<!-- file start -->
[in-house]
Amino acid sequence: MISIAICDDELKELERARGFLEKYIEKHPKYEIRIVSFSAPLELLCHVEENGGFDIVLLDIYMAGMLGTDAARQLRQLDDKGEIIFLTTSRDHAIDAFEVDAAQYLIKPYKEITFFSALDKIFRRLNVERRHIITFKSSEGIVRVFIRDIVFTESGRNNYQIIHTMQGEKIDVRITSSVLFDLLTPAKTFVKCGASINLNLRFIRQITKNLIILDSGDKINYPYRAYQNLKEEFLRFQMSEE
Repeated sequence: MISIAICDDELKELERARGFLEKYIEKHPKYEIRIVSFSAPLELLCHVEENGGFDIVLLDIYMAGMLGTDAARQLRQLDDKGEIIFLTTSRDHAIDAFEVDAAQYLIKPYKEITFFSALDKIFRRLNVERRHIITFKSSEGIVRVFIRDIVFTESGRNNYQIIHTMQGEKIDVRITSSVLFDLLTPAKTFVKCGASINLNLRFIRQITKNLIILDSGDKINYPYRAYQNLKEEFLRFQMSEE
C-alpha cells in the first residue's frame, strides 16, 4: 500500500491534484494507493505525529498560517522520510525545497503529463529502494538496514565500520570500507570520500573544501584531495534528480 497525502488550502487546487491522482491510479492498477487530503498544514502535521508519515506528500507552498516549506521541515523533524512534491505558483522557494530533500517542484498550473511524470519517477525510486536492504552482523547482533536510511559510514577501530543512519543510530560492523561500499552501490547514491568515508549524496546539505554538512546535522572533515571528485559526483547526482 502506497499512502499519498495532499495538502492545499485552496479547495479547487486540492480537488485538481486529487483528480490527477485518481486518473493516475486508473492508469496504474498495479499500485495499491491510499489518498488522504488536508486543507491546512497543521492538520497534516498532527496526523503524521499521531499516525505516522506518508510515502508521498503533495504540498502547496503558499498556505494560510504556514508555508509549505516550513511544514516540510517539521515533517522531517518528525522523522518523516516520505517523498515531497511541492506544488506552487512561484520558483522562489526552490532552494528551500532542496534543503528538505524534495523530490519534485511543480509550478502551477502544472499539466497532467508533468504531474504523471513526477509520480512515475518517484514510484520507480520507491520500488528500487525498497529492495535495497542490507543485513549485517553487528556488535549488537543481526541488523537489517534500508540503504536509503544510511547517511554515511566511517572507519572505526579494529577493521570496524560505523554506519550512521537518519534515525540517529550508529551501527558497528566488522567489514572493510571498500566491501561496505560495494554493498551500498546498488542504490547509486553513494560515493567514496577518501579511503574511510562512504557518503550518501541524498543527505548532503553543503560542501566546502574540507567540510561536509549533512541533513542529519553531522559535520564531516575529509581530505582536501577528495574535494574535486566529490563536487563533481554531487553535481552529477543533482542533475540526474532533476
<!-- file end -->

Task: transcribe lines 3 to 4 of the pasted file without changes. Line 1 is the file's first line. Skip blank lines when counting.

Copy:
Repeated sequence: MISIAICDDELKELERARGFLEKYIEKHPKYEIRIVSFSAPLELLCHVEENGGFDIVLLDIYMAGMLGTDAARQLRQLDDKGEIIFLTTSRDHAIDAFEVDAAQYLIKPYKEITFFSALDKIFRRLNVERRHIITFKSSEGIVRVFIRDIVFTESGRNNYQIIHTMQGEKIDVRITSSVLFDLLTPAKTFVKCGASINLNLRFIRQITKNLIILDSGDKINYPYRAYQNLKEEFLRFQMSEE
C-alpha cells in the first residue's frame, strides 16, 4: 500500500491534484494507493505525529498560517522520510525545497503529463529502494538496514565500520570500507570520500573544501584531495534528480 497525502488550502487546487491522482491510479492498477487530503498544514502535521508519515506528500507552498516549506521541515523533524512534491505558483522557494530533500517542484498550473511524470519517477525510486536492504552482523547482533536510511559510514577501530543512519543510530560492523561500499552501490547514491568515508549524496546539505554538512546535522572533515571528485559526483547526482 502506497499512502499519498495532499495538502492545499485552496479547495479547487486540492480537488485538481486529487483528480490527477485518481486518473493516475486508473492508469496504474498495479499500485495499491491510499489518498488522504488536508486543507491546512497543521492538520497534516498532527496526523503524521499521531499516525505516522506518508510515502508521498503533495504540498502547496503558499498556505494560510504556514508555508509549505516550513511544514516540510517539521515533517522531517518528525522523522518523516516520505517523498515531497511541492506544488506552487512561484520558483522562489526552490532552494528551500532542496534543503528538505524534495523530490519534485511543480509550478502551477502544472499539466497532467508533468504531474504523471513526477509520480512515475518517484514510484520507480520507491520500488528500487525498497529492495535495497542490507543485513549485517553487528556488535549488537543481526541488523537489517534500508540503504536509503544510511547517511554515511566511517572507519572505526579494529577493521570496524560505523554506519550512521537518519534515525540517529550508529551501527558497528566488522567489514572493510571498500566491501561496505560495494554493498551500498546498488542504490547509486553513494560515493567514496577518501579511503574511510562512504557518503550518501541524498543527505548532503553543503560542501566546502574540507567540510561536509549533512541533513542529519553531522559535520564531516575529509581530505582536501577528495574535494574535486566529490563536487563533481554531487553535481552529477543533482542533475540526474532533476